As we get older, we’re told what we can’t do, or how we just aren’t physically able to perform like we used to during our younger years. While it’s true to an extent, it’s not a death sentence so to speak. Being able to compete into an older age—40’s and beyond—calls for fantastic discipline, both physically and mentally.
Taking care of your body is obviously huge, and getting the right amount of sleep to allow your body to recover is as well. However, the approach for older grapplers is as much mental as it is physical, and I was lucky enough to sit down with John Connors who shared his take on being a successful grappler at an older age. We conducted a similar interview with 40 plius black belt Michio Grubbs about injury prevention for older grapplers in BJJ.
There were many good points that John made, but there was a few that I wanted to dig into a little more in depth.
Mentally Preparing Yourself For Mat Time
During my sit-down with Connors, I asked him how older grapplers find time in their schedule to train. Given their jobs and families, time is tight for certain older grapplers, so when their mat time does come around, it’s something that should be treated with great value.
John stressed heavily that before you leave for the gym, get yourself mentally prepared. If time is going to be coming at a premium, then you must know how to properly prepare yourself for training in order to get the most out of training.
If you show up, similar to what John told me, ready to work but to also enjoy the social atmosphere, then you are likely to burn some time shooting the breeze with fellow grapplers. Now, in no way is he saying don’t be social, but there is a time and place for that. A quick greeting and exchange of pleasantries, then it’s time to work!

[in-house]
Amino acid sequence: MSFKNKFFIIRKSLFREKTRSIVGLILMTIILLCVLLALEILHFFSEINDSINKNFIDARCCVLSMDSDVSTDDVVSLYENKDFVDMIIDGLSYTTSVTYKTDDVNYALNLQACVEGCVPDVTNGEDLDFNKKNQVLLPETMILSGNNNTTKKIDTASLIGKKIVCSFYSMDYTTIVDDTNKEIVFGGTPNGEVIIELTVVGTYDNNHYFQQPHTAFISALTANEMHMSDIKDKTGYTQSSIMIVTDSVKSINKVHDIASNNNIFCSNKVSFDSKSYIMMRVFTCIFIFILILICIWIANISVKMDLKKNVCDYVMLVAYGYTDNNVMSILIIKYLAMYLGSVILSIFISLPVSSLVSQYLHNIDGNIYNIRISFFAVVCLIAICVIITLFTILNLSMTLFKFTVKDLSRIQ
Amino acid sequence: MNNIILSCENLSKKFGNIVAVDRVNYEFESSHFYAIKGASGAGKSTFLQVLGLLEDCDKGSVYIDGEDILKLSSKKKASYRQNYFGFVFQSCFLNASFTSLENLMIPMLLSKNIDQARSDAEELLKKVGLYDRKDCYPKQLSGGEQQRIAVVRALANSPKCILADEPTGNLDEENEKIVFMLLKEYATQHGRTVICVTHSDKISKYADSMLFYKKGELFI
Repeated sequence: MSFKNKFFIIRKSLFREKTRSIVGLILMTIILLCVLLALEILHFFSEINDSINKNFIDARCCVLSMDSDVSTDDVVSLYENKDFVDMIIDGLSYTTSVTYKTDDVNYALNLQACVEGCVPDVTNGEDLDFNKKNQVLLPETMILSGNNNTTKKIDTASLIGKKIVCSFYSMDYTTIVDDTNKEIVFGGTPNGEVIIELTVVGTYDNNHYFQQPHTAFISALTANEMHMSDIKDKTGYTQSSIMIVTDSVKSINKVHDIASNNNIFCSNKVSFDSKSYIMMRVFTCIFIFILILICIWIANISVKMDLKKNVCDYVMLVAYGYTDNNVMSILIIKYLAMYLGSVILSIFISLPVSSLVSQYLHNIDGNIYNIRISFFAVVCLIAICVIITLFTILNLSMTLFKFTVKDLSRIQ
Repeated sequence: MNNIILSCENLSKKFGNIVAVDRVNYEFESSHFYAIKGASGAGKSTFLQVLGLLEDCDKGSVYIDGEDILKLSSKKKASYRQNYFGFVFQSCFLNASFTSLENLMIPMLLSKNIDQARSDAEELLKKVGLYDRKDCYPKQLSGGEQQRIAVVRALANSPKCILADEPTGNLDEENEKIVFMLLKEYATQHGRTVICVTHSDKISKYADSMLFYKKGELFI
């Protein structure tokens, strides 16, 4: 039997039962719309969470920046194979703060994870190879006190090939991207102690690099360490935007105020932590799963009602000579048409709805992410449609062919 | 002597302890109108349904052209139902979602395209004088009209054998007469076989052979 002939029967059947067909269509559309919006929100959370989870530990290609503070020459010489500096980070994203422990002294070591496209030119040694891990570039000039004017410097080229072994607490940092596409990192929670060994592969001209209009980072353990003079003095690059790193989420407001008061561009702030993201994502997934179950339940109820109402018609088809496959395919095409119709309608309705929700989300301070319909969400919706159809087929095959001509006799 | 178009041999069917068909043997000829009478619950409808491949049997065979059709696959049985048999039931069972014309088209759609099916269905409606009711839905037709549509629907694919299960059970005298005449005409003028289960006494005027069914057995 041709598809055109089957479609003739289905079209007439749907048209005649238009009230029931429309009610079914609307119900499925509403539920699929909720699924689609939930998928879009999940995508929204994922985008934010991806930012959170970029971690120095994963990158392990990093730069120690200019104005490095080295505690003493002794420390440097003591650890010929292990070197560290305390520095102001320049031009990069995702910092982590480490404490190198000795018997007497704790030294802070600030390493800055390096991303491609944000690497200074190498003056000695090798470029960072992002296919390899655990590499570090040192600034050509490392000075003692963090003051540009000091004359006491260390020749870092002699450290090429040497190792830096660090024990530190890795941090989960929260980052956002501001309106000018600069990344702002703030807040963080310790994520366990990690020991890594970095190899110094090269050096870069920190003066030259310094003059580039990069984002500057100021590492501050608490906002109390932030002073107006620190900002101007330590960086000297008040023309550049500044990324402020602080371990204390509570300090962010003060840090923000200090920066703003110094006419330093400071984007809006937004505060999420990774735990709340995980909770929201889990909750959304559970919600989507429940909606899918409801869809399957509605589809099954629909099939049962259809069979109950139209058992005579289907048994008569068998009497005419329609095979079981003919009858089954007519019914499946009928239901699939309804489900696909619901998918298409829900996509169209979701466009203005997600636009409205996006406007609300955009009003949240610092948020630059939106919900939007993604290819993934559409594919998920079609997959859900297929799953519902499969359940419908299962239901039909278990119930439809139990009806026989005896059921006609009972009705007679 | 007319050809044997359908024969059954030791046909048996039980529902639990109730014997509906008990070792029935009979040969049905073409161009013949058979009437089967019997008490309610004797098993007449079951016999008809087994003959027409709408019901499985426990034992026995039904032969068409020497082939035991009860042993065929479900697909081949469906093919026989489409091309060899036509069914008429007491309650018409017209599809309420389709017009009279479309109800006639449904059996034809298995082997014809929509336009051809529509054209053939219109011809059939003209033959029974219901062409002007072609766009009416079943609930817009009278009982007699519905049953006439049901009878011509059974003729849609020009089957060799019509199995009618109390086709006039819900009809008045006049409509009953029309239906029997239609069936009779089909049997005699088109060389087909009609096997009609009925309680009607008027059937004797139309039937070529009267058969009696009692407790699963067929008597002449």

Also, if you get the chance, take advantage of the mat time—if there is any—after class to continue to work. An extra 10-20 minutes of rolling each time you go to the gym will do a long way!
Creating A Game Plan To Better Your Skills
When you arrive to the gym, ready to go, the next step is knowing what you want to work on. In Brazilian Jiu Jitsu, there are countless moves and transitions that you can focus on, but that isn’t an option! If you spread yourself thin, focusing in on new moves every week, then you’ll never become truly great at something, and will be unable to offer a specific weapon.
Connors suggests knowing what you want to work on, and focus strictly on that! If you put all of your energy into it, then you’ll see great strides in your game once you begin to progress further along.
Simply put; know where you want to take your skills and be ready to put in the proper work. After seeing so many emails about mental skills and mental preperation for BJJ we put up some courses on our dvd and resource page in order too meet the demand of older grapplers and competitiors.
Age is nothing but a number, and it won’t impede upon your skills unless you allow it.